Categories: FeaturedHealth

Games and Mental Health in Children: Evil Genius Mum Interview

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My fellow GeekMom Evil Genius Mum recently put together a panel at PAX to discuss games and mental health in children. She believes games can help our children to be mentally healthy and can have a positive impact in times of illness. I asked her several questions about this line of thought and specific games she recommends:

GeekMom Rebecca Angel:
Although games, especially RPGs and video games, have been targeted as detrimental to young people’s mental health, many parents can see the positive side of gaming. Your son has been using games to deal with chronic pain. Please tell me more about that experience.

Evil Genius Mum:
We have access to a range of games, for entertainment and also for therapy. Starting with computer games, our son has been given guidance from his therapist to use games as a way of distracting his brain from the pain while keeping the brain active. However, there is a very specific list of requirements for a computer game to work in this manner. It must be cognitively engaging (with puzzles or strategy or storylines), it must not be overstimulating in sensory experience (eg. too many flashy lights or sudden movements), and it must have regular “save points” or closures so that you can set a limit on your play and be able to stop there.

The best example of this is The Legend of Zelda: Breath of the Wild. It has an open plan storyline so you can explore in your way and relatively peacefully, it has plenty of puzzles and challenges with shrines and side-quests, and it has many opportunities to set your own limits to playtime—eg. Today I will explore this section and complete two shrines then stop. The latest game, Link’s Awakening, is also beneficial in the same way, though I don’t know if it has the same open plan for the game.

Socially, our son has also been playing Minecraft with friends on a locked server. This has similar benefits to BotW and it also allows him to socialize with friends online when he has been too sick to attend school. We find this game works well on weekends when it doesn’t bother everyone’s homework requirements and the parents are available to set the limits on gameplay.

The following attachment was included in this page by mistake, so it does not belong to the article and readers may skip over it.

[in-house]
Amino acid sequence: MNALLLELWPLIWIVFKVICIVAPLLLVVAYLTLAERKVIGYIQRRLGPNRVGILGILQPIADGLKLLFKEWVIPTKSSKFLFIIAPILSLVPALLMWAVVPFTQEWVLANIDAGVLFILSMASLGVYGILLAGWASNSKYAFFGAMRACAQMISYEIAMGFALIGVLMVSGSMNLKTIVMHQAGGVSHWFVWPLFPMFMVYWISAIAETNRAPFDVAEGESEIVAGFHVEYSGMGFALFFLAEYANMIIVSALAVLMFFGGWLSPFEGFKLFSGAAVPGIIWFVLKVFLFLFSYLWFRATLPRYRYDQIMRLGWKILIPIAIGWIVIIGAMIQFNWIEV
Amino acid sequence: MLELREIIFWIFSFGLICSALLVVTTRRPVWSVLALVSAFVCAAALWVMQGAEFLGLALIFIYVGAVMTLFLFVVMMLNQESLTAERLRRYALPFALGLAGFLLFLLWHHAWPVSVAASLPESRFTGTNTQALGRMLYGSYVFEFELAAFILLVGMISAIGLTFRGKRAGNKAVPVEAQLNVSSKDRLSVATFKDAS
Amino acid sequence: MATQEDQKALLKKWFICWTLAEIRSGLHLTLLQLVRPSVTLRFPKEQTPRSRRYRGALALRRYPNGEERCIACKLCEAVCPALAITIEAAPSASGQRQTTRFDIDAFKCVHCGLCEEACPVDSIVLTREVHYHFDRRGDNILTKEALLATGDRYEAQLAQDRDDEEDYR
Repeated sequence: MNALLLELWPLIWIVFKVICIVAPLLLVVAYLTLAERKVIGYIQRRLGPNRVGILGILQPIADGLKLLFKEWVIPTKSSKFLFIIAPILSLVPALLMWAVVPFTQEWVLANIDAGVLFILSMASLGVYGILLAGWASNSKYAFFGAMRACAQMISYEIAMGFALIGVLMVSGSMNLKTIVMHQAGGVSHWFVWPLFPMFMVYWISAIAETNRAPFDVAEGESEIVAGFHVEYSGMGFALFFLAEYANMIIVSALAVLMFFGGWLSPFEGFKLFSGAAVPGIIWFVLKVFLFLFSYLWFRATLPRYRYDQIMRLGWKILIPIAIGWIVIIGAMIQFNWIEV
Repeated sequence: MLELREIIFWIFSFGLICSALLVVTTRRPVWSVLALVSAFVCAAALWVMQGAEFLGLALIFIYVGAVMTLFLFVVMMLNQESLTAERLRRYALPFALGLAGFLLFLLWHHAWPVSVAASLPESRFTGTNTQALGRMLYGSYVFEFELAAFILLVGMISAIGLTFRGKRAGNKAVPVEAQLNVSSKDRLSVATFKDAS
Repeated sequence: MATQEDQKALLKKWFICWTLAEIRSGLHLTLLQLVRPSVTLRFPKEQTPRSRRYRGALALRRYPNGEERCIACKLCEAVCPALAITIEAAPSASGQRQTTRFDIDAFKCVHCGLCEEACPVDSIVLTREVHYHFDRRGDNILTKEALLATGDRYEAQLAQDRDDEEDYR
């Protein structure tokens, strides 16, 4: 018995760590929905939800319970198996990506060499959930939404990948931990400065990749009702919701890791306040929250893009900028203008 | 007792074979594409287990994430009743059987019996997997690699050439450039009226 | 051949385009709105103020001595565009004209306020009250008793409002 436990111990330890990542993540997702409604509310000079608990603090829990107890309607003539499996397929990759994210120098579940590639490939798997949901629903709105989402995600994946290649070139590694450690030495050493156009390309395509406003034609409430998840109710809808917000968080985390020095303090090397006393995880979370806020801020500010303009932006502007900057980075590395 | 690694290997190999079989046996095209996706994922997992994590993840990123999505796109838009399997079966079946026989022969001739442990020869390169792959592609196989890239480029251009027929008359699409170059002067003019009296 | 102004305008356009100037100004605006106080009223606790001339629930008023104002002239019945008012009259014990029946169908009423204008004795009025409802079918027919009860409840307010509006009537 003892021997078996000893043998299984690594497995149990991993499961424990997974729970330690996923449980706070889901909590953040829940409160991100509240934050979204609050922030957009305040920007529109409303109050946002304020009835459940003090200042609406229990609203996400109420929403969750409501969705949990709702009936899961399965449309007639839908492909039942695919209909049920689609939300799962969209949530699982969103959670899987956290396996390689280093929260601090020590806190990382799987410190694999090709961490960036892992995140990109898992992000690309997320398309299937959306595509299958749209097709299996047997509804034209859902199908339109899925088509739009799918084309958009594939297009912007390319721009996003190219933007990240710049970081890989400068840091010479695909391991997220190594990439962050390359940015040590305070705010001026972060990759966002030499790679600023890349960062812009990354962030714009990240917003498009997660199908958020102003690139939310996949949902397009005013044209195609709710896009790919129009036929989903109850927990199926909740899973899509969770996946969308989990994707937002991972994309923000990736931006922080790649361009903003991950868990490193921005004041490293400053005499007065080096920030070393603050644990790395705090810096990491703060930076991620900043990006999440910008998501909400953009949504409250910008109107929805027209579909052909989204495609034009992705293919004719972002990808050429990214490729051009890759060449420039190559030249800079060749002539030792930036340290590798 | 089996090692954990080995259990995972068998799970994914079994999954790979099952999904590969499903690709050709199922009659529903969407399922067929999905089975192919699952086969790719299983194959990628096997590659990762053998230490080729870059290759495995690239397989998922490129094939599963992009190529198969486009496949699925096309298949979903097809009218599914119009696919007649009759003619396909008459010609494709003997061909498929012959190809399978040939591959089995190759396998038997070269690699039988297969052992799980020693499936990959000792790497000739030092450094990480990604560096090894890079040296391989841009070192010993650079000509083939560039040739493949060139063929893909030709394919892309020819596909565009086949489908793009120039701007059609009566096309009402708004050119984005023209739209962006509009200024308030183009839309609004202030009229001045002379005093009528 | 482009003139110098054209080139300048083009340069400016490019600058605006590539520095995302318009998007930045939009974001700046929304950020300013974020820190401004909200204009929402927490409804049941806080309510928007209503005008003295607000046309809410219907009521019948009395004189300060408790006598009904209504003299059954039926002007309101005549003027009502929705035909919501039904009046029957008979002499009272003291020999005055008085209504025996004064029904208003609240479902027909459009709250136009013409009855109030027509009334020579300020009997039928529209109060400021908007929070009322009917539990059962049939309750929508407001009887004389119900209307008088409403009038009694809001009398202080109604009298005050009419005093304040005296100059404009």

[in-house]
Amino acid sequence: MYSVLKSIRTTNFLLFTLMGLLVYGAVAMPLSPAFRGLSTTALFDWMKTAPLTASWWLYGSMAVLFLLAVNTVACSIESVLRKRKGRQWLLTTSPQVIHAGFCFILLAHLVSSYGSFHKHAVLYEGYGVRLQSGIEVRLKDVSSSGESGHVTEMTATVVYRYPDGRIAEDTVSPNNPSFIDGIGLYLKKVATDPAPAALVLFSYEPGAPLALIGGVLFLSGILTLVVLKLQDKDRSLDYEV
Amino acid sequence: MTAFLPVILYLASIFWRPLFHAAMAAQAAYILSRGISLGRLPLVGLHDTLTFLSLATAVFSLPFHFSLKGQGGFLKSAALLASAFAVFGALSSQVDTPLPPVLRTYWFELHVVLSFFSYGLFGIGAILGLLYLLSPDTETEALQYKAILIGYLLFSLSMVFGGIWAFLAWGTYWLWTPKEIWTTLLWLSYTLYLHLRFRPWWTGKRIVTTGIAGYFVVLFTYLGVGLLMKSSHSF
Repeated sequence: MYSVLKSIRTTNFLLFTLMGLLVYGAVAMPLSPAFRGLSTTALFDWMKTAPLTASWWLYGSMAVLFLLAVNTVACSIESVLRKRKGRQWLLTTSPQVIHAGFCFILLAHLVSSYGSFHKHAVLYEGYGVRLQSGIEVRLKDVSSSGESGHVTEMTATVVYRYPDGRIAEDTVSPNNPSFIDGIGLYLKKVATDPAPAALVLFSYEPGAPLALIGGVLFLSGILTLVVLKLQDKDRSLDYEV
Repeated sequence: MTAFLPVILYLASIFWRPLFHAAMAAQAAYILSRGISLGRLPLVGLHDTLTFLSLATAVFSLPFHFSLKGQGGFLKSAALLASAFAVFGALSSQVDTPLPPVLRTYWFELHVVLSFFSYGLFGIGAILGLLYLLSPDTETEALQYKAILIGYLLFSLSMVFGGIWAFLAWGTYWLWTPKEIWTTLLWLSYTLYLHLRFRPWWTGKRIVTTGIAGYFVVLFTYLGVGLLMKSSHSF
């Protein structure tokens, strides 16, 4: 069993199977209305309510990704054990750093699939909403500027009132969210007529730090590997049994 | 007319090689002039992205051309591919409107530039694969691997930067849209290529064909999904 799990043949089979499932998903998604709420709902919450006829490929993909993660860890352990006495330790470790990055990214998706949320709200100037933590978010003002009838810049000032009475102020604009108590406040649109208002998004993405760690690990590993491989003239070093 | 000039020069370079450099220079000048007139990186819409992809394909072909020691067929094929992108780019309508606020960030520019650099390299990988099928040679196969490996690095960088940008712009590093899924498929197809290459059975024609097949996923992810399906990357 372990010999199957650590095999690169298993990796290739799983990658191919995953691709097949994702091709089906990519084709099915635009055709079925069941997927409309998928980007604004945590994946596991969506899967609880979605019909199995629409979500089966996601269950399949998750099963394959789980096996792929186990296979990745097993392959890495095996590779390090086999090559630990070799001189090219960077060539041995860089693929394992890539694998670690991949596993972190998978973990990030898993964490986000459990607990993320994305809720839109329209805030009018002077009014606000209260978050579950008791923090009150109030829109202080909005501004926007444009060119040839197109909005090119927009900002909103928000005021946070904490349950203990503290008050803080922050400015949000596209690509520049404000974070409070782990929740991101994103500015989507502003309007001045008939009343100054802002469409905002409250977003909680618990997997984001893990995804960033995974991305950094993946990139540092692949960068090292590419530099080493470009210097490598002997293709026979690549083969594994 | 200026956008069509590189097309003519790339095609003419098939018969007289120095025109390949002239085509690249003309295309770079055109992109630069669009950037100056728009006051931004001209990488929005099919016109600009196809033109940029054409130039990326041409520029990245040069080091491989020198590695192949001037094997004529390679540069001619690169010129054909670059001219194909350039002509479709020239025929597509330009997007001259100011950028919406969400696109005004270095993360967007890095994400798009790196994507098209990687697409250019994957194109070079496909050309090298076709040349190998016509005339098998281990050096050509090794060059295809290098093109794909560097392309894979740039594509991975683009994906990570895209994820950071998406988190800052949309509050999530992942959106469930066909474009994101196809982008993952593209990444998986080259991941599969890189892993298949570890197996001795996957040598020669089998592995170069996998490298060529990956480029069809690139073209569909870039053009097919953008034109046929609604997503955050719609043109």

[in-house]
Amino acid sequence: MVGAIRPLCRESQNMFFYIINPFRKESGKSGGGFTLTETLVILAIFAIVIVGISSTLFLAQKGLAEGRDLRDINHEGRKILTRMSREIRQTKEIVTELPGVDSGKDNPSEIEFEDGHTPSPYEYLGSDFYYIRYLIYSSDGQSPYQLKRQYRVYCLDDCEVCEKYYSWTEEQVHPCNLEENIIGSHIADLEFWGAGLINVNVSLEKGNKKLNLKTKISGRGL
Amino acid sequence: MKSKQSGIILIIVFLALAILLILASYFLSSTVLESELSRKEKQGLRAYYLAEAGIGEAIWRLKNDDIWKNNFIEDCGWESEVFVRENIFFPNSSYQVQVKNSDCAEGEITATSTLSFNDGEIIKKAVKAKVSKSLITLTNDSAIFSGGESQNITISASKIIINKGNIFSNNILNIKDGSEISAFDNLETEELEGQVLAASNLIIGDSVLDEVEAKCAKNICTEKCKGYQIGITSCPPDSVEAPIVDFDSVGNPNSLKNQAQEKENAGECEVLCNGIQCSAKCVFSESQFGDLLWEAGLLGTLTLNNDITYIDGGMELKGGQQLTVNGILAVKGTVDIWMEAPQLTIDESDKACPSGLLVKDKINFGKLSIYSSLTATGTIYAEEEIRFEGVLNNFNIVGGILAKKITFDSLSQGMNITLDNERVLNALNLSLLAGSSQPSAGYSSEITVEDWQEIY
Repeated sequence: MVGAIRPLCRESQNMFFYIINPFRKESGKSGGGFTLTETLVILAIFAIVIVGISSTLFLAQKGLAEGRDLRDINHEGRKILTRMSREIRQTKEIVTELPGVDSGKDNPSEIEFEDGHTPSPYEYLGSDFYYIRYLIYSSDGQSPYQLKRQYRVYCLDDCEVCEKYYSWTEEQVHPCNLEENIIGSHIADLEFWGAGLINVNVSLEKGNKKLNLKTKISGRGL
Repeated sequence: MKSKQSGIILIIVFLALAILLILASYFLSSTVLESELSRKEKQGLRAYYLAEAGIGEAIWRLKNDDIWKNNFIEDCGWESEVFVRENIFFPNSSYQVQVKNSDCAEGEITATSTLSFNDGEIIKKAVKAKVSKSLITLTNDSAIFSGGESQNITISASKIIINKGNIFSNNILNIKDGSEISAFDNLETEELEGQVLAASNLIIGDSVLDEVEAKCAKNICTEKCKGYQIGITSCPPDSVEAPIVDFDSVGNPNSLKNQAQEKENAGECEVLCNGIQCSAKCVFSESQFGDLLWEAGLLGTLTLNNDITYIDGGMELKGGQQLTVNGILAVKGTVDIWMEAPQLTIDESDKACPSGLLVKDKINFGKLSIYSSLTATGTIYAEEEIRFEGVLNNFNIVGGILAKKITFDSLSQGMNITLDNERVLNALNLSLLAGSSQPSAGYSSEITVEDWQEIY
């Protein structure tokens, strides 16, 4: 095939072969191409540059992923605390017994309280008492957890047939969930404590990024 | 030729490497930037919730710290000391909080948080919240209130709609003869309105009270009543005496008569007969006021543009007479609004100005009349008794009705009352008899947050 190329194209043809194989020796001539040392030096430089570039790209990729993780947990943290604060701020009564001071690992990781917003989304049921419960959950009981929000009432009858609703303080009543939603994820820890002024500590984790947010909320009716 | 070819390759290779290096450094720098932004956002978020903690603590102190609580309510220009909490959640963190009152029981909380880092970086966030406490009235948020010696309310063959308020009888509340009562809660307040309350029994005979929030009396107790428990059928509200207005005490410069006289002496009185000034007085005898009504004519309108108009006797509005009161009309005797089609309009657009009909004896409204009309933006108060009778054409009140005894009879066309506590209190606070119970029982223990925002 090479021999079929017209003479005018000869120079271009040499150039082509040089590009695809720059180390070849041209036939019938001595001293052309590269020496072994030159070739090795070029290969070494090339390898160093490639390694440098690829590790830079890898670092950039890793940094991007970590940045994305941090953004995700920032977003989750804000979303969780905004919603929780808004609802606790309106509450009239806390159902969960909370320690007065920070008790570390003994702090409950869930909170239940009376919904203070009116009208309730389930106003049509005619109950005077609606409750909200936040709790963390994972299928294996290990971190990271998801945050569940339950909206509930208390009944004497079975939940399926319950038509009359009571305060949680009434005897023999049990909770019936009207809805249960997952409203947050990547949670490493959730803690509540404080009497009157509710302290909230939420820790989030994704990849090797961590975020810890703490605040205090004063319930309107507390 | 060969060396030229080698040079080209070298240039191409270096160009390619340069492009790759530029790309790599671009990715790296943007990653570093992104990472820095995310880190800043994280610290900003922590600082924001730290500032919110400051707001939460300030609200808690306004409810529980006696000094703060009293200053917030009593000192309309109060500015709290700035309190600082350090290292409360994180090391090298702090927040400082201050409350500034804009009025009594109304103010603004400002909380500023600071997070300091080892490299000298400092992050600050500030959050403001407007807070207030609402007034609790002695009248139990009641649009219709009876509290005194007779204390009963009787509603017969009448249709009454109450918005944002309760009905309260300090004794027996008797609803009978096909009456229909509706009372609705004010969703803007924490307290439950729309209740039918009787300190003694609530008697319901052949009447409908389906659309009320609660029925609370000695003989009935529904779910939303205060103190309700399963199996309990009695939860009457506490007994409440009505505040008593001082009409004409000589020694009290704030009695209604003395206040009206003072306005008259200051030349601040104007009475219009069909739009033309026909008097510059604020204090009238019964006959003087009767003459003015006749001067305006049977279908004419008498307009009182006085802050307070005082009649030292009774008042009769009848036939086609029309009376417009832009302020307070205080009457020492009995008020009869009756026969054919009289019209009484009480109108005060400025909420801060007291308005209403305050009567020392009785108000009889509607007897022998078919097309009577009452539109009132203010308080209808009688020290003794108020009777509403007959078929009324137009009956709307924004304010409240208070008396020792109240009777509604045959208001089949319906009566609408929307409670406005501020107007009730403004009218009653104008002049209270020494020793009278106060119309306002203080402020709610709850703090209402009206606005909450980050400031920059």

For RPGs, our son is very much into D&D. We have not played as much lately, due to time restraints, but our son benefits from the preliminary preparations and story building. In fact, one of his school assessments for Visual Arts required him to create a creature of his own design and a backstory to go with it. Thanks to D&D, this was an easy piece for him!

Board games, in general, have also worked as good pain management. He loves the strategy with the games and enjoys having the moments to sit and focus on something else—like a distraction that is still engaging his brain. We are also stocking up on more 1 or 2 player games, to explain that opportunity.

What’s the difference between passive and active entertainment in terms of coping with tough times?

Evil Genius Mum:
For me, you can sum it up with computer games: passive is watching a YouTube video on speedrunning a certain game while active entertainment is playing the game and putting it in to practice yourself. In absolute honesty, passive entertainment can be just as useful for gameplay as the playing itself. However, it should not be the majority of it. It’s great to watch a few YouTube or Twitch videos and see how others play. However, if you are not putting that into action yourself then you are not gaining any skills.

Passive entertainment can also be beneficial for those who need to step away from the stress/pressure of performance or participation with the ability to be entertained in a safe environment.

Having a reward system is one of the ways games and mental health combine, especially for teens who are unable to do much physically and mentally. Why do you think that is?

Evil Genius Mum:
Human psychology loves reward systems. We love the “ping” of a machine that says well done. One of the reasons a game with many “save points” is so good for us is because it gives us the opportunity to complete a goal and stop. The sense of completion is critical here because that’s the “reward.” Crossing off your to-do, handing in an assignment, any task that needs to be completed is good for our psyche. Games are a safe and familiar environment that provides that same reward system—finishing this level, defeating this boss, completing a side quest. For teens going through chronic health issues (physical or mental), the real world already feels unpredictable, as if it is out to get them. Often the situation can be so far out of their control, nothing they do is “right” or “helping.” Computer games allow them a small slice of the world where things CAN be completed successfully. The reward from that is a boost for their self-esteem and their sense of worth, which all helps towards health rehabilitation.

Social connection is often recommended for teens to stay mentally fit. How do games and mental health connect for this, both table-top and video?

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Evil Genius Mum:
We’re pretty lucky to have a great network of friends already into board games and computer games.